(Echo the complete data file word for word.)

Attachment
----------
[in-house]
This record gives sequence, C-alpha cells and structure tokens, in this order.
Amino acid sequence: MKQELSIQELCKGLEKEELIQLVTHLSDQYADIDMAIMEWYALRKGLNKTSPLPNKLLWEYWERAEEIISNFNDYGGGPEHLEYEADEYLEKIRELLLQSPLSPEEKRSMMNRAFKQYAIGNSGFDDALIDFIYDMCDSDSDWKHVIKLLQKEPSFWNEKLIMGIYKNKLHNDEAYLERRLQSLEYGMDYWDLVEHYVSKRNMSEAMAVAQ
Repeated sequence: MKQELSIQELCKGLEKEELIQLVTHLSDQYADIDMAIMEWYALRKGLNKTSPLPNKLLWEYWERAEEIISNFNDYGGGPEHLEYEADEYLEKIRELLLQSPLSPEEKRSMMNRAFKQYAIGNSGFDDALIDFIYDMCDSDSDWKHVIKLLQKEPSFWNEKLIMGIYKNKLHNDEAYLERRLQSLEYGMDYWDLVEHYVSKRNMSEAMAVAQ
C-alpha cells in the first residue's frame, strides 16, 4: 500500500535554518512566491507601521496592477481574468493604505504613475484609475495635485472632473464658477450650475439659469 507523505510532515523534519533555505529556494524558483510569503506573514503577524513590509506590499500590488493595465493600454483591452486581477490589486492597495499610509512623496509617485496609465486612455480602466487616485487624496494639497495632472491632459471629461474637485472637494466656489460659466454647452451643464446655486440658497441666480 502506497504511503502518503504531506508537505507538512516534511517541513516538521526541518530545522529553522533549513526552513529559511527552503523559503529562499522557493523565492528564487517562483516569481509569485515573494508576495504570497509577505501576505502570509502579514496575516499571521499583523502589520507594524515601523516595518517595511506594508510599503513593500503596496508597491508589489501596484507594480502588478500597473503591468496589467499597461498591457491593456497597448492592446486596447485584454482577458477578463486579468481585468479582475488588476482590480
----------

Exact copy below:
[in-house]
This record gives sequence, C-alpha cells and structure tokens, in this order.
Amino acid sequence: MKQELSIQELCKGLEKEELIQLVTHLSDQYADIDMAIMEWYALRKGLNKTSPLPNKLLWEYWERAEEIISNFNDYGGGPEHLEYEADEYLEKIRELLLQSPLSPEEKRSMMNRAFKQYAIGNSGFDDALIDFIYDMCDSDSDWKHVIKLLQKEPSFWNEKLIMGIYKNKLHNDEAYLERRLQSLEYGMDYWDLVEHYVSKRNMSEAMAVAQ
Repeated sequence: MKQELSIQELCKGLEKEELIQLVTHLSDQYADIDMAIMEWYALRKGLNKTSPLPNKLLWEYWERAEEIISNFNDYGGGPEHLEYEADEYLEKIRELLLQSPLSPEEKRSMMNRAFKQYAIGNSGFDDALIDFIYDMCDSDSDWKHVIKLLQKEPSFWNEKLIMGIYKNKLHNDEAYLERRLQSLEYGMDYWDLVEHYVSKRNMSEAMAVAQ
C-alpha cells in the first residue's frame, strides 16, 4: 500500500535554518512566491507601521496592477481574468493604505504613475484609475495635485472632473464658477450650475439659469 507523505510532515523534519533555505529556494524558483510569503506573514503577524513590509506590499500590488493595465493600454483591452486581477490589486492597495499610509512623496509617485496609465486612455480602466487616485487624496494639497495632472491632459471629461474637485472637494466656489460659466454647452451643464446655486440658497441666480 502506497504511503502518503504531506508537505507538512516534511517541513516538521526541518530545522529553522533549513526552513529559511527552503523559503529562499522557493523565492528564487517562483516569481509569485515573494508576495504570497509577505501576505502570509502579514496575516499571521499583523502589520507594524515601523516595518517595511506594508510599503513593500503596496508597491508589489501596484507594480502588478500597473503591468496589467499597461498591457491593456497597448492592446486596447485584454482577458477578463486579468481585468479582475488588476482590480